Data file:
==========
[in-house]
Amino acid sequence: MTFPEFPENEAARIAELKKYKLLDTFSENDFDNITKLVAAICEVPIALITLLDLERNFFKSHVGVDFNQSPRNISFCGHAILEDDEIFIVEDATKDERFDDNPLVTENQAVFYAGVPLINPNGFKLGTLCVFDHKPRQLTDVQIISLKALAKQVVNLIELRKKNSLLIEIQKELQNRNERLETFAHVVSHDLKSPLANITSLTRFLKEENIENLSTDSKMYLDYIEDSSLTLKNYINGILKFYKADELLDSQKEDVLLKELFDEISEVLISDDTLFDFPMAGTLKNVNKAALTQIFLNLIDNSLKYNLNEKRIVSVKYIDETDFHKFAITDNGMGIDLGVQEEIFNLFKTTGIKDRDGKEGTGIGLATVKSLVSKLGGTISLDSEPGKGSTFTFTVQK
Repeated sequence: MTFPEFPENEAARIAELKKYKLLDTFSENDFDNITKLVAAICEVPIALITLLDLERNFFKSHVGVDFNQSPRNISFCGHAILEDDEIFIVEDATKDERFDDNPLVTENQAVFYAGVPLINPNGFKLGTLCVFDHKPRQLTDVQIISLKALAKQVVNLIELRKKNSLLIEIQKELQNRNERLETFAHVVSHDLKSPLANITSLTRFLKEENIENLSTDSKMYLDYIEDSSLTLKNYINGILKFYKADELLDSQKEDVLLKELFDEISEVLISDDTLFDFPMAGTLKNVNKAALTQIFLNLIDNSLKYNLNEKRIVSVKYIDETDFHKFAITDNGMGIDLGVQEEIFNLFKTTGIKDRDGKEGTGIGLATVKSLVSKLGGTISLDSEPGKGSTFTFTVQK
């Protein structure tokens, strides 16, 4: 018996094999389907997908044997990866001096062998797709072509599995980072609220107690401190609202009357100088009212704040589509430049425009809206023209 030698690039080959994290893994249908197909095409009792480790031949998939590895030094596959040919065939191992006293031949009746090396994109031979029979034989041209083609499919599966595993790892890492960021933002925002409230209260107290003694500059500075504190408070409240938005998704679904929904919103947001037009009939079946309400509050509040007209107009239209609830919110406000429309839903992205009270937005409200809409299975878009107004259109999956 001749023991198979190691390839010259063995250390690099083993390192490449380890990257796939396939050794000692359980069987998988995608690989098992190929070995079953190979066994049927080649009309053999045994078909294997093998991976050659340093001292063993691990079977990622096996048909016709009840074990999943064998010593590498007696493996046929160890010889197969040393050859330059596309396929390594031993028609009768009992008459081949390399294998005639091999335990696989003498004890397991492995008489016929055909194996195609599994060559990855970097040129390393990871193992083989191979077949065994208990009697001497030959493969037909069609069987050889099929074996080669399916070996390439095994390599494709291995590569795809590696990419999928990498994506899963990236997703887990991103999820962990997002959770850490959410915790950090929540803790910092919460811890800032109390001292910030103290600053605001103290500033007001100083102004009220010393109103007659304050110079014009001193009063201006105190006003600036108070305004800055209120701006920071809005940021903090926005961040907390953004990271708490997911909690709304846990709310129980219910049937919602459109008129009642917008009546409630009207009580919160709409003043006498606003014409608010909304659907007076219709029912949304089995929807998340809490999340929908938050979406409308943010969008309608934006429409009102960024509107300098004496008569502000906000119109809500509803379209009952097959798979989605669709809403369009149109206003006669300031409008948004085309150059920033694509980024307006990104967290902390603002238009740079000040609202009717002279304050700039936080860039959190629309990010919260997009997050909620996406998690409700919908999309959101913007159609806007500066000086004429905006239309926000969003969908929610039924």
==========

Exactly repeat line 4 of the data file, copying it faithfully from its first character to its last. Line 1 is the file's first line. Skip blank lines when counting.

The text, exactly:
């Protein structure tokens, strides 16, 4: 018996094999389907997908044997990866001096062998797709072509599995980072609220107690401190609202009357100088009212704040589509430049425009809206023209 030698690039080959994290893994249908197909095409009792480790031949998939590895030094596959040919065939191992006293031949009746090396994109031979029979034989041209083609499919599966595993790892890492960021933002925002409230209260107290003694500059500075504190408070409240938005998704679904929904919103947001037009009939079946309400509050509040007209107009239209609830919110406000429309839903992205009270937005409200809409299975878009107004259109999956 001749023991198979190691390839010259063995250390690099083993390192490449380890990257796939396939050794000692359980069987998988995608690989098992190929070995079953190979066994049927080649009309053999045994078909294997093998991976050659340093001292063993691990079977990622096996048909016709009840074990999943064998010593590498007696493996046929160890010889197969040393050859330059596309396929390594031993028609009768009992008459081949390399294998005639091999335990696989003498004890397991492995008489016929055909194996195609599994060559990855970097040129390393990871193992083989191979077949065994208990009697001497030959493969037909069609069987050889099929074996080669399916070996390439095994390599494709291995590569795809590696990419999928990498994506899963990236997703887990991103999820962990997002959770850490959410915790950090929540803790910092919460811890800032109390001292910030103290600053605001103290500033007001100083102004009220010393109103007659304050110079014009001193009063201006105190006003600036108070305004800055209120701006920071809005940021903090926005961040907390953004990271708490997911909690709304846990709310129980219910049937919602459109008129009642917008009546409630009207009580919160709409003043006498606003014409608010909304659907007076219709029912949304089995929807998340809490999340929908938050979406409308943010969008309608934006429409009102960024509107300098004496008569502000906000119109809500509803379209009952097959798979989605669709809403369009149109206003006669300031409008948004085309150059920033694509980024307006990104967290902390603002238009740079000040609202009717002279304050700039936080860039959190629309990010919260997009997050909620996406998690409700919908999309959101913007159609806007500066000086004429905006239309926000969003969908929610039924």